Little Dorrit

Little Dorrit

Little Dorrit/29

CHAPTER 28. Nobody's Disappearance

Not resting satisfied with the endeavours he had made to recover hislost charge, Mr Meagles addressed a letter of remonstrance, breathingnothing but goodwill, not only to her, but to Miss Wade too. No answercoming to these epistles, or to another written to the stubborn girlby the hand of her late young mistress, which might have melted herif anything could (all three letters were returned weeks afterwards ashaving been refused at the house-door), he deputed Mrs Meagles to makethe experiment of a personal interview. That worthy lady being unable toobtain one, and being steadfastly denied admission, Mr Meagles besoughtArthur to essay once more what he could do. All that came of hiscompliance was, his discovery that the empty house was left in chargeof the old woman, that Miss Wade was gone, that the waifs and strays offurniture were gone, and that the old woman would accept any number ofhalf-crowns and thank the donor kindly, but had no information whateverto exchange for those coins, beyond constantly offering for perusal amemorandum relative to fixtures, which the house-agent's young man hadleft in the hall.

Unwilling, even under this discomfiture, to resign the ingrate and leaveher hopeless, in case of her better dispositions obtaining the masteryover the darker side of her character, Mr Meagles, for six successivedays, published a discreetly covert advertisement in the morning papers,to the effect that if a certain young person who had lately lefthome without reflection, would at any time apply to his address atTwickenham, everything would be as it had been before, and no reproachesneed be apprehended. The unexpected consequences of this notificationsuggested to the dismayed Mr Meagles for the first time that somehundreds of young persons must be leaving their homes without reflectionevery day; for shoals of wrong young people came down to Twickenham,who, not finding themselves received with enthusiasm, generally demandedcompensation by way of damages, in addition to coach-hire there andback. Nor were these the only uninvited clients whom the advertisementproduced. The swarm of begging-letter writers, who would seem to bealways watching eagerly for any hook, however small, to hang a letterupon, wrote to say that having seen the advertisement, they were inducedto apply with confidence for various sums, ranging from ten shillings tofifty pounds: not because they knew anything about the young person,but because they felt that to part with those donations would greatlyrelieve the advertiser's mind. Several projectors, likewise, availedthemselves of the same opportunity to correspond with Mr Meagles; as,for example, to apprise him that their attention having been called tothe advertisement by a friend, they begged to state that if they shouldever hear anything of the young person, they would not fail to make itknown to him immediately, and that in the meantime if he would obligethem with the funds necessary for bringing to perfection a certainentirely novel description of Pump, the happiest results would ensue tomankind.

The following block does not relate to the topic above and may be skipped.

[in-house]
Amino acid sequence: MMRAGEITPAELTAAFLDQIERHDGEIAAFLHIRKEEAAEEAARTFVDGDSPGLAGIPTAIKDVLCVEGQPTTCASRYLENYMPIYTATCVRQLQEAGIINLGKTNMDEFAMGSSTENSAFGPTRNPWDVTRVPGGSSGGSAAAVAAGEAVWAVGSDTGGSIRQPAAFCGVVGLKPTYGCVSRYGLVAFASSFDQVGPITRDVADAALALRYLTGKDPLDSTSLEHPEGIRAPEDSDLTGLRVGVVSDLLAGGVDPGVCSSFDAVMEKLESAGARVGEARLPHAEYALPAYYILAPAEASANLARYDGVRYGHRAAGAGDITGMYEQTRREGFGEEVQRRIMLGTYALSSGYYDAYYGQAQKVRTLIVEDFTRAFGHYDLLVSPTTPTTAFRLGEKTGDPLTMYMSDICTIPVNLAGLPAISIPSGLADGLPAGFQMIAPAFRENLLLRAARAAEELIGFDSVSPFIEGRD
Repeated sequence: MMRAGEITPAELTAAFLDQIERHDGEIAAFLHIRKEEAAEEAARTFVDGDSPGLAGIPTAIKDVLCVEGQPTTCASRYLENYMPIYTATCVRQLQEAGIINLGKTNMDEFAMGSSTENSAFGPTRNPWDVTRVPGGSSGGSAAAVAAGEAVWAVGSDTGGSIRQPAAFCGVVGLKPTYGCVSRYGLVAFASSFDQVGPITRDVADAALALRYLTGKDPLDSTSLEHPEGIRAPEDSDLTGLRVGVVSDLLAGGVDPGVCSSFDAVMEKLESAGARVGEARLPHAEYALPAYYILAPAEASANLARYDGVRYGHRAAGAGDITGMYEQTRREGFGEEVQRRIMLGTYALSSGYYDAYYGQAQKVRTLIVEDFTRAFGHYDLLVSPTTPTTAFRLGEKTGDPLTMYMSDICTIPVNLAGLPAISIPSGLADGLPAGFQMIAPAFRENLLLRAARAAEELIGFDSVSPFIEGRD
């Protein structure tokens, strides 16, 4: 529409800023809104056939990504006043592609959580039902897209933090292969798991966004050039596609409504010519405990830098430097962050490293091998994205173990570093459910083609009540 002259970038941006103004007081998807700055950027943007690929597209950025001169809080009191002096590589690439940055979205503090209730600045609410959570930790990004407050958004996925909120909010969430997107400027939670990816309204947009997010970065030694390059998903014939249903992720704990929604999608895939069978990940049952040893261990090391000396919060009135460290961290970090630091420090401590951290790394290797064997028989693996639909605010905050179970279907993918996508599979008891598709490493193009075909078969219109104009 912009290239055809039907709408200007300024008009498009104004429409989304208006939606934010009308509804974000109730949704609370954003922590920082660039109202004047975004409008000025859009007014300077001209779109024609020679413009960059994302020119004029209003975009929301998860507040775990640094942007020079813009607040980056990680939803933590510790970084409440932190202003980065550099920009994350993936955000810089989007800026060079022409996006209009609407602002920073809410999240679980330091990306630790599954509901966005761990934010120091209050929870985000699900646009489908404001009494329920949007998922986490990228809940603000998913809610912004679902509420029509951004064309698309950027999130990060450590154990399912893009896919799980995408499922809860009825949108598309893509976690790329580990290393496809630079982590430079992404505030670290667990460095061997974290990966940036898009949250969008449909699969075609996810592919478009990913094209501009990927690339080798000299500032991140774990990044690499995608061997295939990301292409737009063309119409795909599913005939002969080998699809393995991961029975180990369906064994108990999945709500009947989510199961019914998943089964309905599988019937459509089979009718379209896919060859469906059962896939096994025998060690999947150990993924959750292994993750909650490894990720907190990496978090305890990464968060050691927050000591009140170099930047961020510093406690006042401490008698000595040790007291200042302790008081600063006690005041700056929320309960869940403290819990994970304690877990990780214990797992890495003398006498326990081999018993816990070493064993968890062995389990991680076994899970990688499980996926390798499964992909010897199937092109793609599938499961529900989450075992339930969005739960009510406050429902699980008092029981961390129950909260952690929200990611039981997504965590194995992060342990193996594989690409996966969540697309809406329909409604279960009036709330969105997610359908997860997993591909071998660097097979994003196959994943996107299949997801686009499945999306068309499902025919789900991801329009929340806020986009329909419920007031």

Mr Meagles and his family, under these combined discouragements, hadbegun reluctantly to give up Tattycoram as irrecoverable, when the newand active firm of Doyce and Clennam, in their private capacities,went down on a Saturday to stay at the cottage until Monday. The seniorpartner took the coach, and the junior partner took his walking-stick.

A tranquil summer sunset shone upon him as he approached the end ofhis walk, and passed through the meadows by the river side. He hadthat sense of peace, and of being lightened of a weight of care, whichcountry quiet awakens in the breasts of dwellers in towns. Everythingwithin his view was lovely and placid. The rich foliage of the trees,the luxuriant grass diversified with wild flowers, the little greenislands in the river, the beds of rushes, the water-lilies floating onthe surface of the stream, the distant voices in boats borne musicallytowards him on the ripple of the water and the evening air, were allexpressive of rest. In the occasional leap of a fish, or dip of an oar,or twittering of a bird not yet at roost, or distant barking of a dog,or lowing of a cow--in all such sounds, there was the prevailing breathof rest, which seemed to encompass him in every scent that sweetenedthe fragrant air. The long lines of red and gold in the sky, and theglorious track of the descending sun, were all divinely calm. Upon thepurple tree-tops far away, and on the green height near at hand up whichthe shades were slowly creeping, there was an equal hush. Between thereal landscape and its shadow in the water, there was no division; bothwere so untroubled and clear, and, while so fraught with solemn mysteryof life and death, so hopefully reassuring to the gazer's soothed heart,because so tenderly and mercifully beautiful.

Clennam had stopped, not for the first time by many times, to look abouthim and suffer what he saw to sink into his soul, as the shadows, lookedat, seemed to sink deeper and deeper into the water. He was slowlyresuming his way, when he saw a figure in the path before him which hehad, perhaps, already associated with the evening and its impressions.

Minnie was there, alone. She had some roses in her hand, and seemed tohave stood still on seeing him, waiting for him. Her face was towardshim, and she appeared to have been coming from the opposite direction.There was a flutter in her manner, which Clennam had never seen in itbefore; and as he came near her, it entered his mind all at once thatshe was there of a set purpose to speak to him.